Now that theater is gone, work to begin on roundabout at Dunnagans Alley

August 30, 2010 

From left, Jennifer Pavelka and Janice Tuozzo photograph Jennifer's son, Jack, 6, as he poses on the statue of Charles Frasier walking with an alligator at Compass Rose Park on Pope Avenue on Monday. The visitors from New York, who were taking a break from biking along Pope Avenue, said they were impressed with the park, which is one of many improvements the town has made in recent years in the Pope Avenue, Palmetto Bay Road, Dunnagans Alley and Arrow Road areas.

JAY KARR

Now that the last of the old theater has been hauled away, Hilton Head Island officials say work is set to begin on a new roundabout and pathway at the intersection of Arrow Road and Dunnagans Alley.

A demolition crew finished tearing down the final wall of a warehouse last week that once housed the Dunnagan's Alley Theatre. The building, which was more than 30 years old, was razed to make way for green space and parking, town manager Steve Riley said.

The town spent $635,000 of tax increment financing revenue to purchase the .42-acre parcel from the Arts Center of Coastal Carolina in 2006. About $27,000 was spent on the demolition, and Town Council budgeted $880,000 to build the traffic circle.

Scott Liggett, town director of public projects and facilities, said roundabout construction is expected to begin this fall and be completed by the end of June.

The roundabout is expected to alleviate traffic congestion and reduce wrecks at the intersection, according to town traffic and transportation engineer Darrin Shoemaker.

"At mid-day and during the afternoon peak period around quitting time, it can be difficult to make a left turn and a through movement from Dunnagans Alley," he said.

About 12,000 vehicles pass through the intersection each day. More than 1,000 drive by during peak hours in the afternoon and evening, with two-thirds traveling on Arrow Road and one-third on Dunnagans Alley, according a 2009 traffic count.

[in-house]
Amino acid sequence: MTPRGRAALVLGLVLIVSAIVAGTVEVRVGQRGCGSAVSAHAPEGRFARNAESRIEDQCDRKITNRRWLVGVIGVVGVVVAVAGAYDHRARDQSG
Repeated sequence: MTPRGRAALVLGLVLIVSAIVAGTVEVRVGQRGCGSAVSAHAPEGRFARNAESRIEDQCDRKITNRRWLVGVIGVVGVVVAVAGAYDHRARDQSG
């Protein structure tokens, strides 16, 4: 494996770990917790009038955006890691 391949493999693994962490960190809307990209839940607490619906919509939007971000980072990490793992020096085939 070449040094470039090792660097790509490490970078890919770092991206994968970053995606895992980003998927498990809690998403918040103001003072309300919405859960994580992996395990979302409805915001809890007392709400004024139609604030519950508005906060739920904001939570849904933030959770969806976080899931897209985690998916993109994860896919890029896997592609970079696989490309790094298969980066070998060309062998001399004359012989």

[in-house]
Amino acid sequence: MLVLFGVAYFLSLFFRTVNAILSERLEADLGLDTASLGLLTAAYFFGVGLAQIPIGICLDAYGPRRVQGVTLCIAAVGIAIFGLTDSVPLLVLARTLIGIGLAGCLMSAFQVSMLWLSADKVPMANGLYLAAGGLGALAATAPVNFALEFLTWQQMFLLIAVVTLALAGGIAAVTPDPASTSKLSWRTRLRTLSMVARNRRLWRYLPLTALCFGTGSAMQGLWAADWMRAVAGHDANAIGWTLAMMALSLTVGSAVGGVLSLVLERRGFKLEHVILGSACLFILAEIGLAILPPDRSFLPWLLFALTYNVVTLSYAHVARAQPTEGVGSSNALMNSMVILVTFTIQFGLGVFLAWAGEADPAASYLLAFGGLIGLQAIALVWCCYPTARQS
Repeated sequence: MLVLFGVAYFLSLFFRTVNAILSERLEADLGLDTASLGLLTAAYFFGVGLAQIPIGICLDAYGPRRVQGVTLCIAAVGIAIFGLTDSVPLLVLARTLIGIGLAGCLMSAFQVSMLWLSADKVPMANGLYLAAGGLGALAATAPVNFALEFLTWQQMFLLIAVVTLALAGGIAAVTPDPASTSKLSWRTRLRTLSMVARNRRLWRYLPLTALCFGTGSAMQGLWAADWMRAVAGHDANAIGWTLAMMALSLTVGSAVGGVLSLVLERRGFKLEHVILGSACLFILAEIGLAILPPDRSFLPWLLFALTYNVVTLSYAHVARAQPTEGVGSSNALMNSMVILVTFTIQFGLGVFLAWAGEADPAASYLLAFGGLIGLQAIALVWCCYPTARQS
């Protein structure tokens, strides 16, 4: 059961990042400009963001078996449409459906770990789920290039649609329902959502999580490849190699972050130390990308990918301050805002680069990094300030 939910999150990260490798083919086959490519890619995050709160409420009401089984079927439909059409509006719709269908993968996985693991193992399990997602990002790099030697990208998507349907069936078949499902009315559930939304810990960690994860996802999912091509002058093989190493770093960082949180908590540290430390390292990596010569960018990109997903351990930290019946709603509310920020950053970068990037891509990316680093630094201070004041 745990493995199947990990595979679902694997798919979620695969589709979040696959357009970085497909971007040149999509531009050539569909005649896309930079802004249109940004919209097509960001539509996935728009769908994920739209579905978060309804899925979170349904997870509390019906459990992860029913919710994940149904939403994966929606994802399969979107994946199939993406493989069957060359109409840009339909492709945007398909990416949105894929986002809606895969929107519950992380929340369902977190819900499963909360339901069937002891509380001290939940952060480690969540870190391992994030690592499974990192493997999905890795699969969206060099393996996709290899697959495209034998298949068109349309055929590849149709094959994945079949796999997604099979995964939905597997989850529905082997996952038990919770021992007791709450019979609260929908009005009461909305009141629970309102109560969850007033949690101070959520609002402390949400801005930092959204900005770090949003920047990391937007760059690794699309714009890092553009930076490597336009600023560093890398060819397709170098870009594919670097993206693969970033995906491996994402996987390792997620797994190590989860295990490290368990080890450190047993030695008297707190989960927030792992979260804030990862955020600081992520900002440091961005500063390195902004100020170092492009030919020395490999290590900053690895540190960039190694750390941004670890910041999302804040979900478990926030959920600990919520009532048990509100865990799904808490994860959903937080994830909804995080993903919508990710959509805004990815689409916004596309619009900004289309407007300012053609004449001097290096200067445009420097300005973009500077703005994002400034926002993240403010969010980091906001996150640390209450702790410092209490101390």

Shoemaker said an intersection with that much traffic would typically merit a traffic signal, but concerns arose about backups that might be caused by a signal 450 feet away at Arrow Road and William Hilton Parkway.

He said a roundabout does a better job of keeping traffic flowing. The roundabout should also improve safety, as motorists are forced to slow down to navigate the circle, he said.

"If you do have accidents at the intersection, they're (more) low-speed fender-benders than perhaps a T-bone at a traffic signal where someone ran the light," Shoemaker said. "Fortunately, the intersection hasn't been a high-traffic collision generator, but we've had some. We expect there will be fewer with a roundabout."

The project includes replacing on-street bike lanes on Arrow Road with paved, off-street paths.

"Improved safety is a large benefit of our project," Shoemaker said, "for motorists, bicyclists and pedestrians."

The project is part of a plan to revitalize the area with pedestrian-friendly shopping geared toward tourists. The town hopes the changes will encourage someone to bring a restaurant and retail store to a building northwest of the intersection.

The town also wants to build a park at the corner of Arrow Road and William Hilton Parkway but might not have the money to do so, Riley said.

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